“Strangely, children had a more malleable attitude to what they were being told, they could accept the manipulation. Adults couldn’t. The optimum age to see Ghostwatch seems to be about 12. People who were 12 years old at the time seem to be the ones who’d come up and tell me how much they loved it. They were utterly terrified, yes – traumatised, even, they’d say – but loved it.”

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Still, many viewers were ‘fooled’ by Ghostwatch and the press leapt on the show the next day, whipping its readers up into a BBC-loathing frenzy.

“It was very strange,” recalls Volk about the aftermath of the screening. “We all met up for a wee party on the night of transmission. I was there with the director Lesley Manning, Sarah Greene, Mike Smith and other crew members. We watched it go out on a big screen, and after it ended, and Match Of The Day had begun, Ruth Baumgarten, our producer, returned from TV Centre rather ashen to say there had been hundreds of complaints. The switchboard had been overloaded.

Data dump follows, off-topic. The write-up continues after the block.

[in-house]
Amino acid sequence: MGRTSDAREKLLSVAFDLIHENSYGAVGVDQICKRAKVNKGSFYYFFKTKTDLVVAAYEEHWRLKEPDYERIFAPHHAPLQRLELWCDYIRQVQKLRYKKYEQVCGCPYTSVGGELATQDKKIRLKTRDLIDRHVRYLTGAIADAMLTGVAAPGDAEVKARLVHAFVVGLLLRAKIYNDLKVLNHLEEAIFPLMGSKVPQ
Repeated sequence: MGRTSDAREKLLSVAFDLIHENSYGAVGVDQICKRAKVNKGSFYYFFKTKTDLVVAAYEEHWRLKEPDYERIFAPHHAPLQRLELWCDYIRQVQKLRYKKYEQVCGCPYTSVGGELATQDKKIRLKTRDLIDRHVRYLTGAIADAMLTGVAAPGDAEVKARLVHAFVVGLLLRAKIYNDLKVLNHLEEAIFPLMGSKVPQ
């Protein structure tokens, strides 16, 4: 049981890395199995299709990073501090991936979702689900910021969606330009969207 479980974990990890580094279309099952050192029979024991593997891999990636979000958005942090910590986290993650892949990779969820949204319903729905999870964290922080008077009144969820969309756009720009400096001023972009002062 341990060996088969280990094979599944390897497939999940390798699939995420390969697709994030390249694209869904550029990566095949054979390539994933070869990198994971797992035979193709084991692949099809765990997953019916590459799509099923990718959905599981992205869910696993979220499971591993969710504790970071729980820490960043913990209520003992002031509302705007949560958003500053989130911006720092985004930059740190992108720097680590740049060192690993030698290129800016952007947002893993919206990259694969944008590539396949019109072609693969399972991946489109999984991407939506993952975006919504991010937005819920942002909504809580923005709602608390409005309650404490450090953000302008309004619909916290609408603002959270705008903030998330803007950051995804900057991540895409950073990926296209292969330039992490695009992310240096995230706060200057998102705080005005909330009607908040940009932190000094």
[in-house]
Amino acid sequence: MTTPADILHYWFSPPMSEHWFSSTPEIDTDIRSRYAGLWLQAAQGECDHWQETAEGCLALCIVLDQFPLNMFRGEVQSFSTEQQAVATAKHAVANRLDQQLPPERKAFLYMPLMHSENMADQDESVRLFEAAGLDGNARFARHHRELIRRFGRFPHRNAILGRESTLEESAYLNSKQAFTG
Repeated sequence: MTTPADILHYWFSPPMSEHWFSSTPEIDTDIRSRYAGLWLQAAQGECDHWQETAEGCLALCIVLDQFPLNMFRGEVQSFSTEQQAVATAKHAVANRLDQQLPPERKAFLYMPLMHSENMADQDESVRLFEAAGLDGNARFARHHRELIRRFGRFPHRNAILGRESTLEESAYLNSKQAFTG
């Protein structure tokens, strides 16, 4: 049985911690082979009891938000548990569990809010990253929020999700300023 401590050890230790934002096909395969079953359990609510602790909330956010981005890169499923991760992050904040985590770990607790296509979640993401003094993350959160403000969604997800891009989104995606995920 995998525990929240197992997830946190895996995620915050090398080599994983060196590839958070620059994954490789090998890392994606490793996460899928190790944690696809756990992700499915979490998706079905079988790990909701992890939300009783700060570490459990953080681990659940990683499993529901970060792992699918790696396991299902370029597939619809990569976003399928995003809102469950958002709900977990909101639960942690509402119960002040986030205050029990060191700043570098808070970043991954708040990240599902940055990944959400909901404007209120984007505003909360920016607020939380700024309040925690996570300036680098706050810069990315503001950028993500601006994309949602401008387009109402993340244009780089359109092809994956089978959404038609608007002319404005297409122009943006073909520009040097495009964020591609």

“My reaction was ‘Great!’ but she was, like: ‘No, people have been really, really scared!’ The next morning it was all over the Sunday papers. That was a shock. I went to bed and woke up to ‘Heads must roll at the BBC!’ and all that. The BBC, of course, didn’t defend it in any way. Michael Parkinson said to the press: ‘People are daft, some people believe the wrestling!’ He was suitably Yorkshire about it, and always supported us right the way through. He ‘got’ it. He also got it in the neck.

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Drama written, directed by team behind controversial BBC documentary Ghostwatch . 24 years after infamous UK horror TV event Ghostwatch aired on the BBC , we chat to its The police, a group of psychical researchers and even some TV reporters all take a look inside the Hodgson house and

The BBC Bite Back programme featured angry members of the public complaining about tv programmes, this episode is about GHOSTWATCH .

“Nobody asked us to explain why we had done it in any way, or what we were trying to achieve. Maybe they thought we weren’t trying to achieve anything! There were only two reviews; one by Nancy Banks Smith and one by Kim Newman in Sight & Sound. Kim, being a genre aficionado, knew exactly where I was coming from, which was from a subversive horror film tradition, not Play For Today.

The BBC didn’t tell us what to say or not say, they just went quiet, and when that young man committed suicide, they nailed down the hatches and the directive went out to all and sundry never to mention the programme ever again.